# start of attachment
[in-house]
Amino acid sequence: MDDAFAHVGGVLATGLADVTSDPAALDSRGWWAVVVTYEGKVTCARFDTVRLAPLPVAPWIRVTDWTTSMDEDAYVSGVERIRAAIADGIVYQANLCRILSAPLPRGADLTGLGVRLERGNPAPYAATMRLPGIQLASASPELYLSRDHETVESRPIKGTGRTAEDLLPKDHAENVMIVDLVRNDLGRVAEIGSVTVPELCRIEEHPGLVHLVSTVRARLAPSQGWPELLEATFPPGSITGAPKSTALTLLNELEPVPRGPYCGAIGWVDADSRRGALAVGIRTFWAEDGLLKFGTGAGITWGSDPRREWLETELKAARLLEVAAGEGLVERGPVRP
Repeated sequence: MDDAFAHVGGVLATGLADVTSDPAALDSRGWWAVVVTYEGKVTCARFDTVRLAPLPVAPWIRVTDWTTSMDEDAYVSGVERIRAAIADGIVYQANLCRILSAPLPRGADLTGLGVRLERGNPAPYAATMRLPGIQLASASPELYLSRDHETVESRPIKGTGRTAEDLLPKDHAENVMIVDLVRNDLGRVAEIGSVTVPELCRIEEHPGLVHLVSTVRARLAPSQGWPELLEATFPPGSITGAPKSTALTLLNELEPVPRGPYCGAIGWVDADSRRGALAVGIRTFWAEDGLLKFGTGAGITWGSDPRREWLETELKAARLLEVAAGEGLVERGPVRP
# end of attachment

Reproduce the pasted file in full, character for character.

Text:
[in-house]
Amino acid sequence: MDDAFAHVGGVLATGLADVTSDPAALDSRGWWAVVVTYEGKVTCARFDTVRLAPLPVAPWIRVTDWTTSMDEDAYVSGVERIRAAIADGIVYQANLCRILSAPLPRGADLTGLGVRLERGNPAPYAATMRLPGIQLASASPELYLSRDHETVESRPIKGTGRTAEDLLPKDHAENVMIVDLVRNDLGRVAEIGSVTVPELCRIEEHPGLVHLVSTVRARLAPSQGWPELLEATFPPGSITGAPKSTALTLLNELEPVPRGPYCGAIGWVDADSRRGALAVGIRTFWAEDGLLKFGTGAGITWGSDPRREWLETELKAARLLEVAAGEGLVERGPVRP
Repeated sequence: MDDAFAHVGGVLATGLADVTSDPAALDSRGWWAVVVTYEGKVTCARFDTVRLAPLPVAPWIRVTDWTTSMDEDAYVSGVERIRAAIADGIVYQANLCRILSAPLPRGADLTGLGVRLERGNPAPYAATMRLPGIQLASASPELYLSRDHETVESRPIKGTGRTAEDLLPKDHAENVMIVDLVRNDLGRVAEIGSVTVPELCRIEEHPGLVHLVSTVRARLAPSQGWPELLEATFPPGSITGAPKSTALTLLNELEPVPRGPYCGAIGWVDADSRRGALAVGIRTFWAEDGLLKFGTGAGITWGSDPRREWLETELKAARLLEVAAGEGLVERGPVRP